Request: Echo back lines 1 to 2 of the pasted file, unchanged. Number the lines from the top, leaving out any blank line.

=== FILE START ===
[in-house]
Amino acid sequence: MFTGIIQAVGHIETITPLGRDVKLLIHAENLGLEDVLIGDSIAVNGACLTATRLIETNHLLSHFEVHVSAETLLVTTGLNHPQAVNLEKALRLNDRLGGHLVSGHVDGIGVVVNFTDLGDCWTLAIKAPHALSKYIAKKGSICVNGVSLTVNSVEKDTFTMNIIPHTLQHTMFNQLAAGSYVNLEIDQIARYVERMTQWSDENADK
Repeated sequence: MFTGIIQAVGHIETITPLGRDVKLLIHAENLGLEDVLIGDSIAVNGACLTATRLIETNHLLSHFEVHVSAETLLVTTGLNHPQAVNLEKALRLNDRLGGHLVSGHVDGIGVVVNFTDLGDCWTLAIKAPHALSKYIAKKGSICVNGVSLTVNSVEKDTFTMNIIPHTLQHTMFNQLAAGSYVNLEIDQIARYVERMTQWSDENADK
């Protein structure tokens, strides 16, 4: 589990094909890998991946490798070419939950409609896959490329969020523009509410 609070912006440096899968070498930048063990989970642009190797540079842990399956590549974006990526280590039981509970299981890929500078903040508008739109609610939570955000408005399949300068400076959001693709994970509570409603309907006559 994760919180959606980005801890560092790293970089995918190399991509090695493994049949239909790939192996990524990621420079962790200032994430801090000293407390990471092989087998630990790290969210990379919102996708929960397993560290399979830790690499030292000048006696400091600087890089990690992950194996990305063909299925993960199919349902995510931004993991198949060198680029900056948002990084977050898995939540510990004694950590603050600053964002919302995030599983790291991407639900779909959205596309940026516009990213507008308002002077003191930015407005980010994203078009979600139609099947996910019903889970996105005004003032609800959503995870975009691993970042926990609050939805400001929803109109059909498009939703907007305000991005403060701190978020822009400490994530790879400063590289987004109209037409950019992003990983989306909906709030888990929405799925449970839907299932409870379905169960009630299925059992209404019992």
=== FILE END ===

[in-house]
Amino acid sequence: MFTGIIQAVGHIETITPLGRDVKLLIHAENLGLEDVLIGDSIAVNGACLTATRLIETNHLLSHFEVHVSAETLLVTTGLNHPQAVNLEKALRLNDRLGGHLVSGHVDGIGVVVNFTDLGDCWTLAIKAPHALSKYIAKKGSICVNGVSLTVNSVEKDTFTMNIIPHTLQHTMFNQLAAGSYVNLEIDQIARYVERMTQWSDENADK